This day in History
Here is a new thread game. Hopefully we can keep this going.
Today in history...
1953, Armistice signed ending the Korean War
1794, Robespierre overthrown in France
I'll only play if I get to post for Nov 22, 1963.
July 27, 1940: Bugs Bunny debuts in "Wild Hare".:)
January 20th 2016. Barack Hussein Obama will no longer be "Caliph of Washington!"
back to the game. This day in history:
1864: General Sherman takes command of the Army of the Shenandoah.
1975: Jimmy Hoffa goes missing
And it might not even be a good thing if that ignorant, do nothing dolt is replaced with a very intelligent, true-believing, hard working devout Marxist like "The Hideous Hag From Hell.":mad:
August 1st this day in history:
1192 – Richard the Lionheart landed on Jaffa and defeated the army of Saladin
1664 – The Ottoman Empire is defeated in the Battle of Saint Gotthard by an Austrian army led by Raimondo Montecuccoli, resulting in the Peace of Vasvár
1800 – The Acts of Union 1800 is passed in which merges the Kingdom of Great Britain and the Kingdom of Ireland into the United Kingdom of Great Britain and Ireland
1834 – Slavery is abolished in the British Empire as the Slavery Abolition Act 1833 comes into force.
1838 – Non-laborer slaves in most of the British Empire are emancipated.
1840 – Laborer slaves in most of the British Empire are emancipated.
1914 – Germany declares war on Russia at the opening of World War I. The Swiss Army mobilizes because of World War I
1944 – The Warsaw Uprising against the Nazi occupation breaks out in Warsaw, Poland.
1957 – The United States and Canada form the North American Air Defense Command (NORAD).
1966 – Charles Whitman kills 16 people at the University of Texas at Austin before being killed by the police.
1966 – Purges of intellectuals and imperialists becomes official China policy at the beginning of the Cultural Revolution.
1981 – MTV begins broadcasting in the United States and airs its first video, "Video Killed the Radio Star" by The Buggles.
August 3rd this day in history:
8 – Roman Empire general Tiberius defeats Dalmatae on the river Bathinus.
1492 – Christopher Columbus sets sail from Palos de la Frontera, Spain.
1900 – The Firestone Tire and Rubber Company is founded.
1914 – World War I: Germany declares war against France.
1921 – Major League Baseball Commissioner Kenesaw Mountain Landis confirms the ban of the eight Chicago Black Sox, the day after they were acquitted by a Chicago court.
1934 – Adolf Hitler becomes the supreme leader of Germany by joining the offices of President and Chancellor into Führer.
1936 – Jesse Owens wins the 100 meter dash, defeating Ralph Metcalfe, at the Berlin Olympics.
1948 – Whittaker Chambers accuses Alger Hiss of being a communist and a spy for the Soviet Union.
1958 – The nuclear submarine USS Nautilus travels beneath the Arctic ice cap.
1977 – Tandy Corporation announces the TRS-80, one of the world's first mass-produced personal computers.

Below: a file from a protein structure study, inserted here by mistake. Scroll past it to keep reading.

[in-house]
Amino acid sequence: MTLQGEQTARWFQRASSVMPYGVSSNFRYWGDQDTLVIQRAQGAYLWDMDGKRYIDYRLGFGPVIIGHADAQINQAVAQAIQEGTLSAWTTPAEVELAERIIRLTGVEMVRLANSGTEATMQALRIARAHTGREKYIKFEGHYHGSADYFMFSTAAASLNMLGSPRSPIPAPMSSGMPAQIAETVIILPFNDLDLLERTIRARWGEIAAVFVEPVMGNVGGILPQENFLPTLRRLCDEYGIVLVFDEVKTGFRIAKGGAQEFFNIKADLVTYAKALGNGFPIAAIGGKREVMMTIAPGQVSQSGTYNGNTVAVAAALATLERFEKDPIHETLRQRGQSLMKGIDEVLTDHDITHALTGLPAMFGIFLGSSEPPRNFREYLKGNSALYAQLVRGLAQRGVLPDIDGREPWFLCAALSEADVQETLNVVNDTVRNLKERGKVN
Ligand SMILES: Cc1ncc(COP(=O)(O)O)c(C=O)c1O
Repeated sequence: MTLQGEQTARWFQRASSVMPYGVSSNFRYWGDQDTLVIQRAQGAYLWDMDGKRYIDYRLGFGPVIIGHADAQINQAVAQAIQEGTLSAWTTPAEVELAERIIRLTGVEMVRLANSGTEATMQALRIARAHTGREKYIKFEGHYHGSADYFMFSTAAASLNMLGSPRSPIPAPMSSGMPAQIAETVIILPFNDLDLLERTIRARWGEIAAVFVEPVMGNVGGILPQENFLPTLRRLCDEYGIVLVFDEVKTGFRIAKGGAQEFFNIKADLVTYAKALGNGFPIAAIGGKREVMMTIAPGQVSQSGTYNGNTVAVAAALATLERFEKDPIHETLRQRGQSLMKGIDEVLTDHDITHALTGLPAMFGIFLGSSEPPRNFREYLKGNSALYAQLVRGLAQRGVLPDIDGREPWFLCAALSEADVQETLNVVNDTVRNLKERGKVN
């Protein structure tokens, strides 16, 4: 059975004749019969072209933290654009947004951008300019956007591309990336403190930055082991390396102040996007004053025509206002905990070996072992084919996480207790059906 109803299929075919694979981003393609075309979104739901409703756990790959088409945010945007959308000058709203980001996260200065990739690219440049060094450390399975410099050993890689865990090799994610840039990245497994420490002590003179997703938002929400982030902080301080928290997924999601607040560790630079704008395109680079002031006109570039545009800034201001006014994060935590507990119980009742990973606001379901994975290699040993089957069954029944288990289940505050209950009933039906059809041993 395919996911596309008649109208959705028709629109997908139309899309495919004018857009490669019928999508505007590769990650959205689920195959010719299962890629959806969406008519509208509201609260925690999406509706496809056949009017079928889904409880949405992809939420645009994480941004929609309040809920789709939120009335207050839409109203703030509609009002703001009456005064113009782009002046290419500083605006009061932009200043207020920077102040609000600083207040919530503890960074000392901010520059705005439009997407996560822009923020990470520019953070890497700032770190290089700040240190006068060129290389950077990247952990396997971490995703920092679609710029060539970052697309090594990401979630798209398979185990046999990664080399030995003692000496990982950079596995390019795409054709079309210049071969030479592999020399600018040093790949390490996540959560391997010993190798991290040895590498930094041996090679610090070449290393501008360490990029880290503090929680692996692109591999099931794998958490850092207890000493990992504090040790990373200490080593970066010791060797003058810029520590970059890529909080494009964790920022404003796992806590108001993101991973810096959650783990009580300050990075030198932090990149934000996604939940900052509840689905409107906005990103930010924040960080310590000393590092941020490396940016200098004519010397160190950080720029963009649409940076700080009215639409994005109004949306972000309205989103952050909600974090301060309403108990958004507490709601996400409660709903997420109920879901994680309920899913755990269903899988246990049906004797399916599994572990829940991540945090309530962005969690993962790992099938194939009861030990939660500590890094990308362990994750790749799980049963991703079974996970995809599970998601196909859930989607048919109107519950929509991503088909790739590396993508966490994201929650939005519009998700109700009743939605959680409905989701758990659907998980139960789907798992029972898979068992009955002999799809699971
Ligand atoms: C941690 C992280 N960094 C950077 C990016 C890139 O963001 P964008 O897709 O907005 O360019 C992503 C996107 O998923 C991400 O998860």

August 4th this day in history:
70 – The destruction of the Second Temple in Jerusalem by the Romans.
1327 – First War of Scottish Independence: James Douglas leads a raid into Weardale and almost kills Edward III of England.
1704 – War of the Spanish Succession: Gibraltar is captured by an English and Dutch fleet, commanded by Admiral Sir George Rooke and allied with Archduke Charles.
1789 – In France members of the National Constituent Assembly take an oath to end feudalism and abandon their privileges.
1790 – A newly passed tariff act creates the Revenue Cutter Service (the forerunner of the United States Coast Guard).
1796 – French Revolutionary Wars: Napoleon leads the French Army of Italy to victory in the Battle of Lonato.
1854 – The Hinomaru is established as the official flag to be flown from Japanese ships.
1873 – American Indian Wars: while protecting a railroad survey party in Montana, the United States 7th Cavalry, under Lieutenant Colonel George Armstrong Custer clashes for the first time with the Sioux near the Tongue River; only one man on each side is killed.
1892 – The father and stepmother of Lizzie Borden are found murdered in their Fall River, Massachusetts home.
1914 – World War I: Germany invades Belgium. In response, the United Kingdom declares war on Germany. The United States declares its neutrality.
1944 – The Holocaust: a tip from a Dutch informer leads the Gestapo to a sealed-off area in an Amsterdam warehouse, where they find and arrest Jewish diarist Anne Frank, her family, and four others.
1964 – American civil rights movement: civil rights workers Michael Schwerner, Andrew Goodman and James Chaney are found dead in Mississippi after disappearing on June 21.
1964 – Gulf of Tonkin incident: U.S. destroyers USS Maddox and USS Turner Joy report coming under attack in the Gulf of Tonkin.
1969 – Vietnam War: At the apartment of French intermediary Jean Sainteny in Paris, American representative Henry Kissinger and North Vietnamese representative Xuan Thuy begin secret peace negotiations. The negotiations will eventually fail.
1975 – The Japanese Red Army takes more than 50 hostages at the AIA Building housing several embassies in Kuala Lumpur, Malaysia. The hostages include the U.S. consul and the Swedish Chargé d'affaires. The gunmen win the release of five imprisoned comrades and fly with them to Libya.
1977 – U.S. President Jimmy Carter signs legislation creating the United States Department of Energy.
1987 – The Federal Communications Commission rescinds the Fairness Doctrine which had required radio and television stations to present controversial issues "fairly".
1993 – A federal judge sentences Los Angeles Police Department officers Stacey Koon and Laurence Powell to 30 months in prison for violating motorist Rodney King's civil rights.
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